Haven taken us on an emotional journey with Vader as he looked for clues to whom helped keep Luke a secret, Pak then turns things on a head to remind us of how sinister and brutal Vader can be – having him destroy with absolute rage a local group of bandits who tried to mug him. It was a nice switch to allow us to be emotional for Vader, but then quickly reminded of his level of violence. Was it necessary however; I have my doubts. I think the comic would have been better served without this distracting plot element.
As quickly as Pak took us to Tatooine, he takes Vader and Zed Six Seven to Coruscant where they break into the sealed off former apartment of Padme. Inside they find a tracking device sending information to someone on the planet Vendaxa. From there Pak delivers his end of issue twist; inside Vader comes face to face with someone whom appears to be Padme herself – as impossible as that could be…
Overall I felt Pak comes out firing on all cylinders in this first issue. Taking us to Tatooine, to the Lars Homestead, serving up some emotional flashbacks, then to his wife’s Coruscant apparent and finally a face to face with what appears to be his dead wife. It’s a lot to fit into one issue, and overall I felt some of it was quite jutting to the story. For something as crucial as a visit to Tatooine, it should have been built to and substantial time spent there. It felt too sharp in its appearance, and rushed in its execution. The same can be said for Coruscant, where little time was spent. I feel Pak wanted to deliver an explosive first issue, and he did, but perhaps pushed the envelope just a little too far and fast.
Raffaele Ienco really delivers in this issue, making it truly feel like the Star Wars galaxy. His ability to so accurately capture familiar characters and scenes from the movies, and meld them so sleekly with the new imagery and characters really aided the flow of the comic as we moved between present time and flashbacks. In a franchise like Star Wars where characters and locations are so iconic, there is a real need to deliver on character studies and the depth of vehicle, and architectural work to not only reflect what we know but meld in that which is new. Ienco delivers superbly on all counts, his character depictions are a particular joy.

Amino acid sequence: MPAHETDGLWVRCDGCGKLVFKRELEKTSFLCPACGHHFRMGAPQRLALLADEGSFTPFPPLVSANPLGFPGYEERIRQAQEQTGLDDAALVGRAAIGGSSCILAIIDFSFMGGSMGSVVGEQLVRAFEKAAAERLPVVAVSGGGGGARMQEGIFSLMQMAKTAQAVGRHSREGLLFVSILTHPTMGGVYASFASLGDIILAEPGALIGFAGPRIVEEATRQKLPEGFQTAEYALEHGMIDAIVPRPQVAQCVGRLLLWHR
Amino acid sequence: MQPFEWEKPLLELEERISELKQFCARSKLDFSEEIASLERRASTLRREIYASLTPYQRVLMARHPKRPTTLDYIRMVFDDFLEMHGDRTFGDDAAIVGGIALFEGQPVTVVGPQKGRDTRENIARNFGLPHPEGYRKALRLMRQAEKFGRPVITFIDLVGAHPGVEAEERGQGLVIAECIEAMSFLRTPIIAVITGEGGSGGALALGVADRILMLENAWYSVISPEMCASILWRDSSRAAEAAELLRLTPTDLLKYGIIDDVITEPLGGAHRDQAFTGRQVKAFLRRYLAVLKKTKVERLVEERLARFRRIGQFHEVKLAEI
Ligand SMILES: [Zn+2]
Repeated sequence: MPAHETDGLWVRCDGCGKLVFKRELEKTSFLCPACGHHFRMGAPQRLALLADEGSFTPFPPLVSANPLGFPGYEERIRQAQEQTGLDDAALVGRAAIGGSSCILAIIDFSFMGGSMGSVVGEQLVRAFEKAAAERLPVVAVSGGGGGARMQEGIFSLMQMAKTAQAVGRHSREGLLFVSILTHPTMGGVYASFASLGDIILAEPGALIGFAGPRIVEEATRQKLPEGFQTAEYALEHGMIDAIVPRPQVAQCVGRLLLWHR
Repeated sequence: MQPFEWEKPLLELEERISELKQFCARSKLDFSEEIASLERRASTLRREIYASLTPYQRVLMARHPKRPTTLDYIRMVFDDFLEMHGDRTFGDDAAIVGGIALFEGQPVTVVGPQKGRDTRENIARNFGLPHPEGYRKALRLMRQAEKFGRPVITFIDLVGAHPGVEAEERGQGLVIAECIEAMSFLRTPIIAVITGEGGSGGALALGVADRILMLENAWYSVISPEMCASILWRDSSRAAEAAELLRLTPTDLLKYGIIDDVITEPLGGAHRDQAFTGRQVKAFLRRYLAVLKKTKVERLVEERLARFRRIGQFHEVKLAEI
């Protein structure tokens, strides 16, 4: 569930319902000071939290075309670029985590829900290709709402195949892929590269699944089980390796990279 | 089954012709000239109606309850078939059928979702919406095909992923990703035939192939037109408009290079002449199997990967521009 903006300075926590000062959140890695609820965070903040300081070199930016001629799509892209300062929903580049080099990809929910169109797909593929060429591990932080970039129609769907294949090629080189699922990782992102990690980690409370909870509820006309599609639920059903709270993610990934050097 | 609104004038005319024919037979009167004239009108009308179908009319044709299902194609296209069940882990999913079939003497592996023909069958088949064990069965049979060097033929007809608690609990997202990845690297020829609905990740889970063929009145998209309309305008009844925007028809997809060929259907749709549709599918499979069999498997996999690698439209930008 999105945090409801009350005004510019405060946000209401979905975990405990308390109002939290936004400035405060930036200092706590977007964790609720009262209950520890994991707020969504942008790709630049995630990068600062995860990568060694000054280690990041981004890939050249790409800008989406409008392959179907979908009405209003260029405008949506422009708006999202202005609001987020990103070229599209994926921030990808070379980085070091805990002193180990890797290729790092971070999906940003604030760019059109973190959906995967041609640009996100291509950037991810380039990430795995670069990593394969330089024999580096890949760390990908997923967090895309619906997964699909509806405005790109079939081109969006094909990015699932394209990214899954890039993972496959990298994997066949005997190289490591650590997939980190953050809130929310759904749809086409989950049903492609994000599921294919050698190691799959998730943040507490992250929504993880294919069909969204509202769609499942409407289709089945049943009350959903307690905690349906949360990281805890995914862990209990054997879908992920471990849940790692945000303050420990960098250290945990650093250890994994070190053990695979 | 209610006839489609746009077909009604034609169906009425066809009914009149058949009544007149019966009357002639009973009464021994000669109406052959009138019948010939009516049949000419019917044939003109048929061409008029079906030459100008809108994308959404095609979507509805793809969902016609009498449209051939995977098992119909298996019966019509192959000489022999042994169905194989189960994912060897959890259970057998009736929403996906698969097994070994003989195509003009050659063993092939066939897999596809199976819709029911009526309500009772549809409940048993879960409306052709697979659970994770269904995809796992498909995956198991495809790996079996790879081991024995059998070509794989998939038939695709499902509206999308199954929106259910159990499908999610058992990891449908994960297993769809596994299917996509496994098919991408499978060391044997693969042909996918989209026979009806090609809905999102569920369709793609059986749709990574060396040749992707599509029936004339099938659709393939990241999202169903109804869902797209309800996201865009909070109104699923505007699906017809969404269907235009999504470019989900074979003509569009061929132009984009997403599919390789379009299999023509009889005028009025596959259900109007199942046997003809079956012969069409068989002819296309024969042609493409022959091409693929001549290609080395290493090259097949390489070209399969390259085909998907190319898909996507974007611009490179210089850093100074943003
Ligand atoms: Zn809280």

In a Vader ongoing, it is of utmost importance to deliver on such an iconic figure as Darth Vader. Again, Ienco delivers. There is wealth of detail and accuracy to his drawings of Vader and his suit, and I would go as far as to say they are some of the best Vader imagery in comics ever.
Accompanying Ienco’s pencils is sensational colour work from Neeraj Menon. The rich red wash to Vader’s memory of what happened in Bespin. The sun burnt rich oranges of Tatooine, the bright colours of Mas Amedda, the beautiful wash to the prequel flashbacks – each delivered with great skill. He creates a lovely textured feel to the comic, which means we get a very cinematic feel to the comic. Gradients and shades are used with such skill that it really brings out a mix of joy and fear to a very atmospheric issue.
InHyuk Lee surprised me with his cover art, having seen his previous work it was nothing like i expected. A rich poster effect, wonderful use of texture and light, and with a modest flash of rich red colour. It really capped off the issue well, and reflected well the mood of the series.
Overall Darth Vader #1 has delivered an impact to make the ongoing a must-buy. It has cleverly merged the prequels to the original trilogy, giving us the scope to explore the entirety of Vader’s life. Its use of a droid narrator allows Vader to retain his air of mystery, whilst encouraging the reader to explore his mindset. With an interesting twist to end out the issue, Pak has quickly established an unexpected nature to the tale. Ienco and Menon have added to Pak’s tale with wonderful narrative art, detailed accurate character and environment studies rich in colour, texture, gradients and shade. I look forward to reading issue two.
- Hardcover Book
- English (Publication Language)
- 336 Pages - 08/25/2020 (Publication Date) - Marvel (Publisher)